Agence France-Presse (“US TO ELIMINATE WMD IN ALL ROGUE STATES, BY FORCE IF NECESSARY,” 06/05/03) reported that the US will attempt to “roll back” proliferation of chemical, biological and nuclear weapons in the world — and may use force to take away these deadly arsenals from rogue states, a senior US government official warned. Under Secretary of State John Bolton also told Congress that Washington will not offer disarmament inducements to the DPRK, will punish suppliers of dual-use materials and offer Iraqi scientists specializing in weapons of mass destruction (WMD) a chance to emigrate, presumably to the US. “We aim ultimately not just to prevent the spread of WMD, but also to eliminate or ‘roll back’ such weapons from rogue states and terrorist groups that already possess them or are close to doing so,” Bolton told the House Committee on International Relations. He noted that while the administration of President George W. Bush favored peaceful and diplomatic solutions to the proliferation threat, it ruled out no options, including “preemptive military force where required.” “Moreover, the logic of adverse consequences must fall not only on the states aspiring to possess these weapons, but on the states supplying them as well,” he warned without elaborating. The US has repeatedly accused Russia, the PRC, and some cash-starved former Soviet republics of supplying sensitive, dual-use technologies to Iran, Libya, the DPRK and other countries deemed by the US a proliferation threat. In its most recent report on proliferation, the Central Intelligence Agency named Iran, Iraq, tje DPRK, Libya, Syria, Sudan, India and Pakistan among countries with the most active weapons of mass destruction amd missile programs. Bolton’s warning followed Bush’s announcement last week in Poland of a so-called Proliferation Security Initiative aimed at broadening international cooperation in interdicting shipments of WMD- and missile-related equipment and technologies. As part of this broad campaign, the US will offer Iraqi weapons scientists an opportunity to emigrate because of serious concern that rogue states or terrorist organizations will try to hire them, said the under secretary of state. Keeping up pressure on Iran, he accused the Islamic republic of developing a uranium mine, uranium conversion and enrichment facilities and a heavy water production plant as part of its clandestine nuclear weapons program. Bolton insisted that “there will be no inducements” on the part of the Bush administration to persuade the DPRK to “completely, verifiably, and irreversibly” abandon its nuclear weapons program.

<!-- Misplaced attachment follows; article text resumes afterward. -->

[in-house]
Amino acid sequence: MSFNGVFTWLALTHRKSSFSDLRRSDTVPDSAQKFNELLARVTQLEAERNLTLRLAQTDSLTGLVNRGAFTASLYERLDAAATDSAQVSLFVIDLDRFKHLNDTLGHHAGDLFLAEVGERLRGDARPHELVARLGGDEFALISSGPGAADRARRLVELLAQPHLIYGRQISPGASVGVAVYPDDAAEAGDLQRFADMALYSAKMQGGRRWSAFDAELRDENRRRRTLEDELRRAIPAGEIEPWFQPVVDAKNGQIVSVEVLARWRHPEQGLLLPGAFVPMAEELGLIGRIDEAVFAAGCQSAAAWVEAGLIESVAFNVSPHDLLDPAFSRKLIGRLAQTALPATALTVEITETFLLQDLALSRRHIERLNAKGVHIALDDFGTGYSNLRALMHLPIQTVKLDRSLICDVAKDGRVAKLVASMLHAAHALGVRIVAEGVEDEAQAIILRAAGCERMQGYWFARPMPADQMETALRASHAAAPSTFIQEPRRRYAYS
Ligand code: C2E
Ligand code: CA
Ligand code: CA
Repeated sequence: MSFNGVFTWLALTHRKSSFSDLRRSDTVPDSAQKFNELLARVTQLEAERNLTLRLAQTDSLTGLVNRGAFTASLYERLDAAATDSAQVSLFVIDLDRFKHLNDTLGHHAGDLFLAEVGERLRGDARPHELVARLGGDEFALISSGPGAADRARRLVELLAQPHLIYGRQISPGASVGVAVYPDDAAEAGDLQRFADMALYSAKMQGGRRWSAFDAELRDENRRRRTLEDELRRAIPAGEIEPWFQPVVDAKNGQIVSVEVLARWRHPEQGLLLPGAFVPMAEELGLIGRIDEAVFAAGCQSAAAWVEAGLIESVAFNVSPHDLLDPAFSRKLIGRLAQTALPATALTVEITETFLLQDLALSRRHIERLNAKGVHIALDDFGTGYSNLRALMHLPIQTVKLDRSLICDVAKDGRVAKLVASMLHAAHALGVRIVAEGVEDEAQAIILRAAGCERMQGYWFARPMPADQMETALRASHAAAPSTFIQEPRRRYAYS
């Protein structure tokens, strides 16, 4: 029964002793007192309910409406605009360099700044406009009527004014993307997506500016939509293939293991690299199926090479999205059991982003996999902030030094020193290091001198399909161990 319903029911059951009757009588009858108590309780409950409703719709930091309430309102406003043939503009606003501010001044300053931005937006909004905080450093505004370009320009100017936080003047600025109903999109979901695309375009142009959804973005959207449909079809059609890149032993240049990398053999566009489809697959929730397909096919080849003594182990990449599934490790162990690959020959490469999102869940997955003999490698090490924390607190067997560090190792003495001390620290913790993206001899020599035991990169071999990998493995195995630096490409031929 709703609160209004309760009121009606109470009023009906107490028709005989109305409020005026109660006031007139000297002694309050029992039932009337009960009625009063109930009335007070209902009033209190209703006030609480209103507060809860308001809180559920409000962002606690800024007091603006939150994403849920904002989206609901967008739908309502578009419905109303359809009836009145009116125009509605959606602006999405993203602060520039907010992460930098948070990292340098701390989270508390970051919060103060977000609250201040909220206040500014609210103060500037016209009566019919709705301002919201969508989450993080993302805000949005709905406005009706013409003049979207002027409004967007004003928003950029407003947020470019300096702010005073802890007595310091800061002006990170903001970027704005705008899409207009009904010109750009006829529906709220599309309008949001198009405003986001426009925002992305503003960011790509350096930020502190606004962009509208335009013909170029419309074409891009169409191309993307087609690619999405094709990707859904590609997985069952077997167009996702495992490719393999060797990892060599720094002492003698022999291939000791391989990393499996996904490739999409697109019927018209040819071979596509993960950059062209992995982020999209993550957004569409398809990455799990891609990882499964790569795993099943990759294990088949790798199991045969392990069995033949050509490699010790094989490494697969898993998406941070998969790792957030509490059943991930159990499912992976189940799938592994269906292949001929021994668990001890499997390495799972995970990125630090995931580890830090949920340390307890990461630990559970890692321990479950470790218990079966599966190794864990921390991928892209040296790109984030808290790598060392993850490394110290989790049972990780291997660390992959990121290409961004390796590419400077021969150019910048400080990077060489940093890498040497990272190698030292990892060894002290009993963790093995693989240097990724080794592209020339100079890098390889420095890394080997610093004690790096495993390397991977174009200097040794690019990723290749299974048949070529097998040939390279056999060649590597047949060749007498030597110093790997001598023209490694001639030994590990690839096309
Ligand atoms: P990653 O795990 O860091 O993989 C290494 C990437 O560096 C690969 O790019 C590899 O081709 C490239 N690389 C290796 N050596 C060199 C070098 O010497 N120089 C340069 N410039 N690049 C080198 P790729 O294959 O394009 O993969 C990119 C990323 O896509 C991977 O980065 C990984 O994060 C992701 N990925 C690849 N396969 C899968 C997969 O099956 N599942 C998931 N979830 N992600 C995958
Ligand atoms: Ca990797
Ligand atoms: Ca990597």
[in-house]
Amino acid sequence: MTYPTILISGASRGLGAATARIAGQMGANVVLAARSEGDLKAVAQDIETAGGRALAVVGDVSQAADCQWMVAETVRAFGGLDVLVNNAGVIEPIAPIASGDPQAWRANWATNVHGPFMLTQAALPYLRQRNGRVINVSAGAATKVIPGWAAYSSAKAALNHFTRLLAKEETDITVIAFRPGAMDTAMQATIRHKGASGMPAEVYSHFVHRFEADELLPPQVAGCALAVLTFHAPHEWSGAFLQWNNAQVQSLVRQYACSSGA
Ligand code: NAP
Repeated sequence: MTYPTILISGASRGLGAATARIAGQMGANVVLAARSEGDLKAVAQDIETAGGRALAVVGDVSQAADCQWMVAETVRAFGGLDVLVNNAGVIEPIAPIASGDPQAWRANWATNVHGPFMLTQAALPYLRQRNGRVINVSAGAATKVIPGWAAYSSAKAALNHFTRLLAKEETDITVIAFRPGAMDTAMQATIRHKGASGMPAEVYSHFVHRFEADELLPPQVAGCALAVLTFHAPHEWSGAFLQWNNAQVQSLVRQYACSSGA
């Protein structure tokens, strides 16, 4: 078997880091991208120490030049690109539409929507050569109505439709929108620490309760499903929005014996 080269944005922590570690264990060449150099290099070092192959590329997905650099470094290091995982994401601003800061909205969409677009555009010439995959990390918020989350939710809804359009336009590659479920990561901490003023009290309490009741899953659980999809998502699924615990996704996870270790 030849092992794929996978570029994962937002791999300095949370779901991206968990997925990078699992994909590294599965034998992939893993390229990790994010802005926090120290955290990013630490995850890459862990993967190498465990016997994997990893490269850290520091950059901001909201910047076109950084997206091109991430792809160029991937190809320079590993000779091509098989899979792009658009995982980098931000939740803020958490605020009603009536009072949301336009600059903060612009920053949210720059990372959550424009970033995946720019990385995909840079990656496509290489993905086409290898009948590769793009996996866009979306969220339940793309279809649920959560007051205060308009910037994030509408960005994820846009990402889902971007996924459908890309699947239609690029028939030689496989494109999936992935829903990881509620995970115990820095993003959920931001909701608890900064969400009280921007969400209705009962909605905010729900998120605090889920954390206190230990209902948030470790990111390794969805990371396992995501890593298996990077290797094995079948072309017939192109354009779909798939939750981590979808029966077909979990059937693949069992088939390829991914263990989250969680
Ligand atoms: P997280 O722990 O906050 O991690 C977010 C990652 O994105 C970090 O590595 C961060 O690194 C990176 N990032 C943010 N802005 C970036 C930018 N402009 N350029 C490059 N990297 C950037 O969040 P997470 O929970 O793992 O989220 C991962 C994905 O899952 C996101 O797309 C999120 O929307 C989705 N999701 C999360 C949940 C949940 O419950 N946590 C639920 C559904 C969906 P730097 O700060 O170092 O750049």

4. ROK DPRK Drug Smuggling Investigation

Reuters (“SOUTH KOREA INVESTIGATES NORTH DRUG LINK,” Seoul, 6/4/03) reported that the ROK is investigating whether a huge seizure of the drug methamphetamine, or speed, may have originated from the DPRK after it was found aboard a PRC container ship. The seizure comes as the US and its allies have been contemplating tightening checks on cargo from the DPRK — proposed measures to squeeze the DPRK’s revenues and press it to abandon its attempts to build nuclear weapons. The DPRK has since the 1970s been accused of trafficking illegal narcotics to prop up its decrepit economy. Two exiled former DPRK officials told a US Senate subcommittee last month of a 15-year-old state-run opium production program. Media and official accounts of Tuesday’s drug seizure in the ROK port city of Pusan varied on the details in a case that could further undercut the ROK’s attempts to reconcile with the DPRK. Yonhap news agency quoted sources familiar with the raid as saying police and customs officials seized 176.4 pounds of the banned stimulant philipon from a ship that originated in China and called at North Korea en route to Pusan. But a prosecution official gave a different account. “The ship is PRC, but we have not confirmed whether it departed from China and stopped by North Korea,” said Kim Myoung-jin, who estimated the drug haul at 88-110 pounds. “We cannot confirm that the drugs are from North Korea at this moment,” he said by telephone. “We are investigating sources and relevant people now.”

5. Asia-Pacific Role in Iraq War

Washington Post Foreign Service (Doug Struck, “ASIA-PACIFIC ALLIES FORCED TO DEFEND ROLE IN IRAQ WAR,” Tokyo, 06/04/03) reported that the first question to the Pentagon’s second-ranking official, Paul D. Wolfowitz, at a news conference in Tokyo today had none of the famous Japanese indirectness. “How do you justify the Iraqi war,” a Japanese reporter asked, “when you have found no weapons of mass destruction?” Leaders of US allies in the Asia-Pacific region who supported the war are finding themselves nettled by that question in the aftermath of the fighting. In Australia, Prime Minister John Howard, who sent troops to fight alongside Americans in Iraq, has beseeched the critics to put the question behind them, now that Baghdad has fallen and Australian troops are coming home. In Japan, Prime Minister Junichiro Koizumi, whose government focused on giving humanitarian aid, was challenged in the parliament to urge the Americans to step aside for more impartial international inspectors who would search for the weapons. And in the ROK, support by President Roh Moo Hyun for the attack on Iraq has been one element in a steady decline in his popularity. So has the US failure to find illegal weapons in Iraq. Many ROK citizens feel that the main legacy of the war, to which the ROK contributed a military field hospital and engineering units, has been to aggravate the nuclear crisis with the DPRK.

6. PRC-Iraq Missile Aid?